Ancient knowledge could overhaul India’s health system
Ayurveda is an ancient Indian system of medicine, tried and tested over a few thousand years. It’s a way of life that goes beyond addressing ill-health, to encompass a lifestyle conducive to good health: there's a huge difference in this approach.
I was hooked on ayurveda about a decade ago when an ayurvedic healer (vaidyan) suggested that it could help my insulin-dependent, diabetic husband. I was willing to try anything if there was a chance it would work. So we trotted off to the Ayurvedic ashram. I was hopeful, he was cynical.
However the world's most cynical person would have had to agree that bringing down an insulin dosage from 60 units to 30, in exactly two weeks, is a successful treatment. What I hadn't expected was that it would work miraculously for me too, getting rid of decade-long gynaecological problems that I hadn’t expected to resolve. Most Indian women – and I suspect other women from poorer nations – entering their fifties endure all kinds of health issues stoically. They don’t expect much. There's not much help available for older women, it’s considered part of life. And so life goes on. They just live with discomfort and pain for the rest of their lives.
Last week my husband Stan was in excruciating pain. We were relieved to discover that it was 'only' shingles and not something more sinister. After a week of agony, our vaidyan friends suggested special oils and a paste of ground neem and turmeric. Stan says it felt like putting his leg in ice water. The relief was instantaneous.
I write about this because I am constantly amazed at the inexpensive, simple and effective treatments available to us in India. And I feel that these remedies should spread to people around the world. Yet few of us Indians use them. Shingles is painful and neem is not a remedy, yet there is no western medicine cure and treatment includes anti-depressants and anti-inflammatory drugs. The pain returns at night but it’s bearable during the day using the natural herbs from our garden.
Ayurvedic treatment can be expensive and unaffordable. As middle class Indians we hesitate to admit ourselves for a two week treatment because it costs around 40,000 rupees ($650) for the hospitalization. But we're being penny wise, pound foolish. One overnight stay in a Bangalore hospital, with an MRI scan and other tests thrown in, cost over 10,000 rupees ($165). But when we are rushed to an Intensive Care Unit, we don’t crib about the price. We just pay up.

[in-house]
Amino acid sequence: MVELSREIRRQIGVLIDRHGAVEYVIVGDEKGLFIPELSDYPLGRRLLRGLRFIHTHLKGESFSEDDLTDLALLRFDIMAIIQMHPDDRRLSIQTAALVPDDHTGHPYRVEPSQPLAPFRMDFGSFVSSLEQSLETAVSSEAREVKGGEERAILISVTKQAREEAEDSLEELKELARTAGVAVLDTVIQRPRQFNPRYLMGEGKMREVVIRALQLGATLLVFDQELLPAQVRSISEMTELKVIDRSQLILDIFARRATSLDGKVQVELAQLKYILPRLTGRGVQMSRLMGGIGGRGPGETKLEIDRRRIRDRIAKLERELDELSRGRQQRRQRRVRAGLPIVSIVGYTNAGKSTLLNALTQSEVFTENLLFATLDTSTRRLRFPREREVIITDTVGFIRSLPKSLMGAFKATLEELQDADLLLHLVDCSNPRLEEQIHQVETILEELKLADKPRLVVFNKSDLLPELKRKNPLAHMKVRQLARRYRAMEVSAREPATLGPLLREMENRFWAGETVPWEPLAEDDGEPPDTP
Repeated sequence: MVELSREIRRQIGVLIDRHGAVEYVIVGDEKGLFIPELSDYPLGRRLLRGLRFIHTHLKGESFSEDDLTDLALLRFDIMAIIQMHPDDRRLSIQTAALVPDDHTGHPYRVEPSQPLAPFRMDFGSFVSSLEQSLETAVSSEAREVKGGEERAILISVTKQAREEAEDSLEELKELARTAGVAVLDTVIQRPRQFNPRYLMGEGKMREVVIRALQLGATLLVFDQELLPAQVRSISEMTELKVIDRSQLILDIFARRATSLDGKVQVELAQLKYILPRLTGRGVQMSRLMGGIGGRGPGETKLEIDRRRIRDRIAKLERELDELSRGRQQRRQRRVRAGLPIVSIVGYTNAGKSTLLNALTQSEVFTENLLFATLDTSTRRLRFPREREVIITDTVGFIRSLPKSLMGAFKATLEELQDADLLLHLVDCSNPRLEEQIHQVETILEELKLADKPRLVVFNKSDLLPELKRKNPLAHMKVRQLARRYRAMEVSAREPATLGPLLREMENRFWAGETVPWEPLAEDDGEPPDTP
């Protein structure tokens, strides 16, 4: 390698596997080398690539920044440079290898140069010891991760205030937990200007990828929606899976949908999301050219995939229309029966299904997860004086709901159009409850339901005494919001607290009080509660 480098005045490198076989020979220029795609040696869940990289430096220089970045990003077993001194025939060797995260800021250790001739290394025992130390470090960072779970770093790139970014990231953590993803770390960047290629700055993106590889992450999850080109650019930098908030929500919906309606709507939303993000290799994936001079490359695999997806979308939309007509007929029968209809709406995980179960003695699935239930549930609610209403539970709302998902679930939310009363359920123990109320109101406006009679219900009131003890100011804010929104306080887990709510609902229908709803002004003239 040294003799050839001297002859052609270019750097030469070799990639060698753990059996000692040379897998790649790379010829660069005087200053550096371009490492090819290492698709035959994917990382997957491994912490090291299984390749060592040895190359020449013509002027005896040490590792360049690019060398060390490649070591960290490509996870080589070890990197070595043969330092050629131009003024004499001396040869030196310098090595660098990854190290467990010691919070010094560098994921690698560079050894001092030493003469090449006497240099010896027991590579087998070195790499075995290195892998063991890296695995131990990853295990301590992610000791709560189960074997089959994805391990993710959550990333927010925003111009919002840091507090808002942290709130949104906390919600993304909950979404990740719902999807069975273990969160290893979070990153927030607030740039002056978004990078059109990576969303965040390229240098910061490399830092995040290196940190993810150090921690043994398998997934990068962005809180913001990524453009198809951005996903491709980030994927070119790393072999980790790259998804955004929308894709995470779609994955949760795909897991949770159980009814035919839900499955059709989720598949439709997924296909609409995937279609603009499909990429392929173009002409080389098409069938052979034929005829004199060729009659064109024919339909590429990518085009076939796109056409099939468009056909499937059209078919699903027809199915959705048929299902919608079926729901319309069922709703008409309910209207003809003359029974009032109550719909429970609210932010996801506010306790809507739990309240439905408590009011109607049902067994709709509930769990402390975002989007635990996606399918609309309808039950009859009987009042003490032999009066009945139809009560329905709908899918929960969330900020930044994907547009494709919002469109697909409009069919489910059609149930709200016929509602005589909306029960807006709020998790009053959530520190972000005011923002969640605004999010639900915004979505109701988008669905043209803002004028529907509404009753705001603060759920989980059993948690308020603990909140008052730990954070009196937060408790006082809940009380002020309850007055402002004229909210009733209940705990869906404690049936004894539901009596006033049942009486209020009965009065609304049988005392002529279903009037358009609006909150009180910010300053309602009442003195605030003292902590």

India can completely overhaul its health system if we use our ancient knowledge. A young doctor told me that every Saturday, in a city like Bangalore, the hospital is filled with IT techies getting treatment for computer related neck, back and spinal problems. Middle class Indians suffer from a D-Vitamin deficiency because they are tied to desk jobs and don’t see the sun!! We need to revert to yoga, and traditional health systems, and think about the food that we eat. Diabetes, hypertension, stress and heart disease have reached epic proportions. India has the highest number of diabetics in the world, even though the highest rate of the disease is in the Pacific island nation of Nauru.
We must cure ourselves. Our country needs to tear itself away from a pharmaceutical industry that rips patients off. That’s not to say the ayurvedic medicine industry is as pure as snow. It too is plagued by quacks and unscrupulous crooks who lace ayurvedic medicines with steroids for quick results, to get patients hooked to particular healers. It’s still important to know genuine healers and good ayurvedic centres of excellence, as it is with conventional healthcare.
There are no quick-fix solutions in ayurveda. One needs to persevere and make lifestyle changes that are difficult for people with hectic, erratic schedules. Fast food and rich food goes out the window too, if you take the regimen seriously. But it makes sense to opt for a system which will work towards good health and medicines without myriad side effects.
Our grandparents followed the system and enjoyed better health than us, their modern, multi-tasking, super-achieving, ambitious descendants. Ultimately, I think, they enjoyed life more than the young today. The folks determined to party every weekend to make up for not having a life six days a week!! We need to change, to get back our lives. Will we manage it? Ayurveda seems like a good first step.
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